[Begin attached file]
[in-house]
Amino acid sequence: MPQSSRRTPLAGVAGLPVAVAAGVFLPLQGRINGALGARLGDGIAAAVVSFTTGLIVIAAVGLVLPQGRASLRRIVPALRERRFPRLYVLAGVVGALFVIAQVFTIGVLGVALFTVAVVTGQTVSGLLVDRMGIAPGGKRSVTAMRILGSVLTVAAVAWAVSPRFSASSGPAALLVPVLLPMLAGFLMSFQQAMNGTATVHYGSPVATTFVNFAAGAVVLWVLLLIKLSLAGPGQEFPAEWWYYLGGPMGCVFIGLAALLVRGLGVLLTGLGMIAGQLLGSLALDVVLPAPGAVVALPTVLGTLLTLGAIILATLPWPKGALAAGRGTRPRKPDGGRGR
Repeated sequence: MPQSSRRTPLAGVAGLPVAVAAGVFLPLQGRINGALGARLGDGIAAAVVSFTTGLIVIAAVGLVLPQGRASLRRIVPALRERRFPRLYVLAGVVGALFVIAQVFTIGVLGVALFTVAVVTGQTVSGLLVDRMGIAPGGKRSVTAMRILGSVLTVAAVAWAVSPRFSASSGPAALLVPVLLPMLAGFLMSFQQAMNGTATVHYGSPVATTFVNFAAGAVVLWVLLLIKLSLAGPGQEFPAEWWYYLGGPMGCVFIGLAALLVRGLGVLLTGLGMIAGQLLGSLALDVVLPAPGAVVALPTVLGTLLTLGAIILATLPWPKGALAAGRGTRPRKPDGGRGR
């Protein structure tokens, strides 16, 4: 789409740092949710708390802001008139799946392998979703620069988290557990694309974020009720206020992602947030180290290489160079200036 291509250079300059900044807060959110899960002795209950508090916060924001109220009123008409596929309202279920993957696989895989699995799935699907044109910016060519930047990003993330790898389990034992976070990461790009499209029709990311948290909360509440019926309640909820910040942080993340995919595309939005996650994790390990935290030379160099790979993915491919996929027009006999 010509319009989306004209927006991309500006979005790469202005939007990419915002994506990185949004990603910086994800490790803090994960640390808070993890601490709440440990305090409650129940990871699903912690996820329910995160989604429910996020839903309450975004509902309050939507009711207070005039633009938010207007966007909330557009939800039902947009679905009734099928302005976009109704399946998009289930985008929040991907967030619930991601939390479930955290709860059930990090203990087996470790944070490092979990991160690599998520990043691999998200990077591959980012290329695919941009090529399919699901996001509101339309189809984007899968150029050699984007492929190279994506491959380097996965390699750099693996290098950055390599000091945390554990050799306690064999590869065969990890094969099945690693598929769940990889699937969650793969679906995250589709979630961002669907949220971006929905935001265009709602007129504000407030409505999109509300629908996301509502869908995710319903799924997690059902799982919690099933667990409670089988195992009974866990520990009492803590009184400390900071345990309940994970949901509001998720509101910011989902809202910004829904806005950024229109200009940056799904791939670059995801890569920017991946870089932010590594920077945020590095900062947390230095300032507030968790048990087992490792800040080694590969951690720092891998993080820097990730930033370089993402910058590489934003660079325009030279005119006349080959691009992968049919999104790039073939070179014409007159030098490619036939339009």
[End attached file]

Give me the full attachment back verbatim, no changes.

[in-house]
Amino acid sequence: MPQSSRRTPLAGVAGLPVAVAAGVFLPLQGRINGALGARLGDGIAAAVVSFTTGLIVIAAVGLVLPQGRASLRRIVPALRERRFPRLYVLAGVVGALFVIAQVFTIGVLGVALFTVAVVTGQTVSGLLVDRMGIAPGGKRSVTAMRILGSVLTVAAVAWAVSPRFSASSGPAALLVPVLLPMLAGFLMSFQQAMNGTATVHYGSPVATTFVNFAAGAVVLWVLLLIKLSLAGPGQEFPAEWWYYLGGPMGCVFIGLAALLVRGLGVLLTGLGMIAGQLLGSLALDVVLPAPGAVVALPTVLGTLLTLGAIILATLPWPKGALAAGRGTRPRKPDGGRGR
Repeated sequence: MPQSSRRTPLAGVAGLPVAVAAGVFLPLQGRINGALGARLGDGIAAAVVSFTTGLIVIAAVGLVLPQGRASLRRIVPALRERRFPRLYVLAGVVGALFVIAQVFTIGVLGVALFTVAVVTGQTVSGLLVDRMGIAPGGKRSVTAMRILGSVLTVAAVAWAVSPRFSASSGPAALLVPVLLPMLAGFLMSFQQAMNGTATVHYGSPVATTFVNFAAGAVVLWVLLLIKLSLAGPGQEFPAEWWYYLGGPMGCVFIGLAALLVRGLGVLLTGLGMIAGQLLGSLALDVVLPAPGAVVALPTVLGTLLTLGAIILATLPWPKGALAAGRGTRPRKPDGGRGR
């Protein structure tokens, strides 16, 4: 789409740092949710708390802001008139799946392998979703620069988290557990694309974020009720206020992602947030180290290489160079200036 291509250079300059900044807060959110899960002795209950508090916060924001109220009123008409596929309202279920993957696989895989699995799935699907044109910016060519930047990003993330790898389990034992976070990461790009499209029709990311948290909360509440019926309640909820910040942080993340995919595309939005996650994790390990935290030379160099790979993915491919996929027009006999 010509319009989306004209927006991309500006979005790469202005939007990419915002994506990185949004990603910086994800490790803090994960640390808070993890601490709440440990305090409650129940990871699903912690996820329910995160989604429910996020839903309450975004509902309050939507009711207070005039633009938010207007966007909330557009939800039902947009679905009734099928302005976009109704399946998009289930985008929040991907967030619930991601939390479930955290709860059930990090203990087996470790944070490092979990991160690599998520990043691999998200990077591959980012290329695919941009090529399919699901996001509101339309189809984007899968150029050699984007492929190279994506491959380097996965390699750099693996290098950055390599000091945390554990050799306690064999590869065969990890094969099945690693598929769940990889699937969650793969679906995250589709979630961002669907949220971006929905935001265009709602007129504000407030409505999109509300629908996301509502869908995710319903799924997690059902799982919690099933667990409670089988195992009974866990520990009492803590009184400390900071345990309940994970949901509001998720509101910011989902809202910004829904806005950024229109200009940056799904791939670059995801890569920017991946870089932010590594920077945020590095900062947390230095300032507030968790048990087992490792800040080694590969951690720092891998993080820097990730930033370089993402910058590489934003660079325009030279005119006349080959691009992968049919999104790039073939070179014409007159030098490619036939339009």